Sermon on Isaiah 58:3-9
Fasting, limiting or refraining from food, is all the rage. I even have had people ask me how to use it to get closer to God—and get more healthy. Our text flatly denies that any outward, physical act we do can achieve holiness, or bring God closer. While many Christians saints have fasted, by itself, eating food has nothing to do with faith in Christ, the true God. Our Lord, in fact, was accused of being a glutton and a drunkard, because He did not partake of the 1st century fasting craze. Good Muslims celebrate their month of Ramadan by fasting during the day, but do not know the true God.
It seems like a great sacrifice—to give up eating, for a time. After all, we get hungry—we are used to eating several times a day. So God must reward this sacrifice, right? It’s a holy thing, because it’s hard? But He does not, because holiness is more than menu planning, it starts with loving God and following His will. So the complaint goes up by Israel: ‘Why have we fasted, and you see it not? Why have we humbled ourselves, and you take no knowledge of it?’ We did this for you, God—why isn’t it working?
It is not a sin to fast, but this human decision and act of the will cannot elevate one to God. Holiness is far more than doing without meat, deserts, or alcohol for a time. Food does not change you, and neither does withholding food. In fact, I get mean when my stomach growls, not more loving, patient, and kind.
God responds as to why Israel’s fasting is worthless: “Behold, in the day of your fast you seek your own pleasure, and oppress all your workers.” “Ouch, that hurts”—your sacrifice is all about you, He says. Any action can be done for selfish, sinful reasons—and our flesh always seeks its own good, not God’s. Giving up what God created for us—does not please Him. Just like over-eating or going to a buffet three times a day does not bring one closer to God. Does God hate red meat, so that giving it up, appeases Him? No, He created the animals and gave them to us—to have dominion over them.
But fasting, and even going to church or Bible study can be used against God, in the heart. Doing stuff, not matter how religious it looks, does not cover up an evil conscience. To sit in a pew or open a Bible is not righteous to God for the sinner. These are fine things we should do, but why do we do them—that is the question. Our Lord gets the heart of the matter—our heart and His righteousness will: Behold, you fast only to quarrel and to fight and to hit with a wicked fist. Fasting like yours this day will not make your voice to be heard on high. God never intended the sacrifices and offerings, festivals and fasts listed in the Old Testament to be bare acts of the flesh. No, they were meant to be done in faith, trusting God’s goodness.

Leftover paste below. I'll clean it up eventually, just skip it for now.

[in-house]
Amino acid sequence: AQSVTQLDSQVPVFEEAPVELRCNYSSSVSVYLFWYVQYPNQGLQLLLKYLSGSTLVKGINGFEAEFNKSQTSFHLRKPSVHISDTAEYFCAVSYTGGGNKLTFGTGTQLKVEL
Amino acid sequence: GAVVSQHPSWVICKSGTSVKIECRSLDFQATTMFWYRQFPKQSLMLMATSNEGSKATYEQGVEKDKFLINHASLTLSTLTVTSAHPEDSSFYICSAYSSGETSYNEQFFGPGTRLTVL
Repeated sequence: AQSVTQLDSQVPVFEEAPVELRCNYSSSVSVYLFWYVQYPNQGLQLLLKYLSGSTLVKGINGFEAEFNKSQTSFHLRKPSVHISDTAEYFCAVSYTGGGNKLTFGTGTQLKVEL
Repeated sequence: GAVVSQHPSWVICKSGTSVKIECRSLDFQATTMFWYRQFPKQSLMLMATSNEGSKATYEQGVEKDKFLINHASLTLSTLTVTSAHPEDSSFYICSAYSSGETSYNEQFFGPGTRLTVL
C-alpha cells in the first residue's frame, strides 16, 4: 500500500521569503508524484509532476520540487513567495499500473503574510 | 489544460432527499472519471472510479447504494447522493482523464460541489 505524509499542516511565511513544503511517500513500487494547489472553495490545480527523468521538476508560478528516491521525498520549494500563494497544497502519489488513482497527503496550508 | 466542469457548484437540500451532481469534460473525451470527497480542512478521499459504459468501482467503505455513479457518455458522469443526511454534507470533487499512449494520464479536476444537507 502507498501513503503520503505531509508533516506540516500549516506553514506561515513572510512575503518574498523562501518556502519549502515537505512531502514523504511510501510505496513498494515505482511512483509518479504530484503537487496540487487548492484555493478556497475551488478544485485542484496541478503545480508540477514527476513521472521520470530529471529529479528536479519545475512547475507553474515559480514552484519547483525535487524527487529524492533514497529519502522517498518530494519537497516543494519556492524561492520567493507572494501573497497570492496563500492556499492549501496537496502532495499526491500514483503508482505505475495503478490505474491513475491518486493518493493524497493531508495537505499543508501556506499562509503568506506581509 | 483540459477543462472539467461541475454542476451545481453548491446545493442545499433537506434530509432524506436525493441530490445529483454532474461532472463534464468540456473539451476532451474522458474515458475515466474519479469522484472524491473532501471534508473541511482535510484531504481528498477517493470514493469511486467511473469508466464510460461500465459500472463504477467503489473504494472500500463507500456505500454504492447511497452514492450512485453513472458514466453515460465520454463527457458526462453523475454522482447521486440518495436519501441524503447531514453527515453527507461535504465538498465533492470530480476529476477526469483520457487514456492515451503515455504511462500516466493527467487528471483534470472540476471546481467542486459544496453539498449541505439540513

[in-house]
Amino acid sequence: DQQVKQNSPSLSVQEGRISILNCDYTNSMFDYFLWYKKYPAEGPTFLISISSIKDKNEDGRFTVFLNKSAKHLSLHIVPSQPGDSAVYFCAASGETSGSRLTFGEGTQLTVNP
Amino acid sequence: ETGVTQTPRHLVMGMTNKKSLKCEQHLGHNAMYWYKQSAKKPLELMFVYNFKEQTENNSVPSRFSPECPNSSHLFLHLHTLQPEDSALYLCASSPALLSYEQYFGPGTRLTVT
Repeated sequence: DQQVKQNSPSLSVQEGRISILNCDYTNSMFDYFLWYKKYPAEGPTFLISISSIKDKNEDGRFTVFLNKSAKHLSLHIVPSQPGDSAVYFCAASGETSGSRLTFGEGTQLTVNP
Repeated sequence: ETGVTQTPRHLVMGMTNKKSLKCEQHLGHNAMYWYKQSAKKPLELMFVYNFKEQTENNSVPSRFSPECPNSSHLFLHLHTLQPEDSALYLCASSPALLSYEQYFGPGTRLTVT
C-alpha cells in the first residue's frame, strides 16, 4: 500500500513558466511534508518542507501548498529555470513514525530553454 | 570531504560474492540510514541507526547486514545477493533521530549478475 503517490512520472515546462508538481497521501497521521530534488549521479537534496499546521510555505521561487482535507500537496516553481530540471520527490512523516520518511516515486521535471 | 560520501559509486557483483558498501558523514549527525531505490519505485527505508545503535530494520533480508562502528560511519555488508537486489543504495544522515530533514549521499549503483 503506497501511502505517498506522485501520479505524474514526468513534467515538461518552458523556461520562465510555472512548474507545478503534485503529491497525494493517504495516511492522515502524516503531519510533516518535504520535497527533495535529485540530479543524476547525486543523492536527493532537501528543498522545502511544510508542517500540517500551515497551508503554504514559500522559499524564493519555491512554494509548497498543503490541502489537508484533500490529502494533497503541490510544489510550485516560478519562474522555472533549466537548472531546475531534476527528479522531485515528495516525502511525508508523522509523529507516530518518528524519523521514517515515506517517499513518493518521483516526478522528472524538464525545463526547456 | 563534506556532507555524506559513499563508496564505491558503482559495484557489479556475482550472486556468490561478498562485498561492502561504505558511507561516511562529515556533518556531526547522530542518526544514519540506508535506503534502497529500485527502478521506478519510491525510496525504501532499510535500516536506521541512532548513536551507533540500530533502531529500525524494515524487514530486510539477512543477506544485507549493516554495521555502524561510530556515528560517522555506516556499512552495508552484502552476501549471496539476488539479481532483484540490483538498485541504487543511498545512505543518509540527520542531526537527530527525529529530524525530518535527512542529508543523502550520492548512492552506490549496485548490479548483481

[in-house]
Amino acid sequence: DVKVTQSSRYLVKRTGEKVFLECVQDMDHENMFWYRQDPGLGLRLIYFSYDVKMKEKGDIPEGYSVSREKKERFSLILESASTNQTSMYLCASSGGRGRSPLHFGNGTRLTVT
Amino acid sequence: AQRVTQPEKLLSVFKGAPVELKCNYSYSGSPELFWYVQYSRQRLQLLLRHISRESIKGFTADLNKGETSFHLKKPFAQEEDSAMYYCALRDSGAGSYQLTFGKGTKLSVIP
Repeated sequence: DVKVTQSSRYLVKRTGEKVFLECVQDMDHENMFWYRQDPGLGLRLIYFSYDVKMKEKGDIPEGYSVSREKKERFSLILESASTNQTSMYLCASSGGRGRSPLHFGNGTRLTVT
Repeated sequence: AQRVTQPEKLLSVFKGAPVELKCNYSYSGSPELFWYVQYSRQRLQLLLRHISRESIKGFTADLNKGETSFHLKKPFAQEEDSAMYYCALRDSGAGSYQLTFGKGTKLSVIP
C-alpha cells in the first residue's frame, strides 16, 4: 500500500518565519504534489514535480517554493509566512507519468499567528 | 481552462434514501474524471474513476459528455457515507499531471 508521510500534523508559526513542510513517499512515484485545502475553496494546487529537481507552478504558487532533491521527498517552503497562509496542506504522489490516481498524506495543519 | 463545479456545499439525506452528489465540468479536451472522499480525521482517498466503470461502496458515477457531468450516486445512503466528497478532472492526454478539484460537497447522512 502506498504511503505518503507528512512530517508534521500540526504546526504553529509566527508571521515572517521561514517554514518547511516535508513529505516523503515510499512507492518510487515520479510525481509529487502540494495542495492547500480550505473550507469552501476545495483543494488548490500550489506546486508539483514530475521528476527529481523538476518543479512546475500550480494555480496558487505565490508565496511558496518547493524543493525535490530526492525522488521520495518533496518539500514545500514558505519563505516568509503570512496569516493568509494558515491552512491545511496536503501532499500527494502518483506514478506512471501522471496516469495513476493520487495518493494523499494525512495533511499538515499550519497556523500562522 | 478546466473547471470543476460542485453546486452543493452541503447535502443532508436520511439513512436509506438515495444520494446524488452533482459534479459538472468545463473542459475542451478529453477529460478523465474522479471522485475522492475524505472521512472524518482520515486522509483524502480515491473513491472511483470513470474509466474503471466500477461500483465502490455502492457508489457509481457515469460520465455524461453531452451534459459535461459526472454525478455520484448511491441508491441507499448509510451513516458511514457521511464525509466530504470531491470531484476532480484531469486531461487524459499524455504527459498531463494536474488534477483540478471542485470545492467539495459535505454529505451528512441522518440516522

But we live decadent and indulgent times. We have everything we want—one click on our phones can bring goods from around the world and luxuries to eat. This is not a godly thing: to indulge in physical things so that the hunger for God’s Word is diminished. Many around us are on full on delectable meats and rich foods, but are starving for forgiveness and the knowledge of the Lord. But if fasting, or eating more, is not the answer, what is?
God wants our humility, but this is not about counting calories. Is such the fast that I choose, a day for a person to humble himself? How do we do this, then—what actions must we do? Is it to bow down his head like a reed, and to spread sackcloth and ashes under him? Will you call this a fast, and a day acceptable to the Lord? Our actions, whatever we do, are the problem—we cannot act with a willing heart. We do not please God from within—because of our sin.
Our humility is not about bowing down or getting on our knees. We do this in our heart, by acknowledging to God our sins, and no longer pretending we are righteous. If our goal is to look religious and holy before men—we are like the Jews who used fasting against God. Woe to you, scribes and Pharisees, hypocrites! For you are like whitewashed tombs, which outwardly appear beautiful, but within are full of dead people’s bones and all uncleanness.
God does not want us to look righteous or spiritual, but to do righteousness, truly from the heart. Is not this the fast that I choose: to loose the bonds of wickedness, to undo the straps of the yoke, to let the oppressed go free, and to break every yoke? But we don’t and can’t. We are to fast from injustice, from hatred, from looking down on our neighbor. But it’s easier to give up chocolate cookies, isn’t it?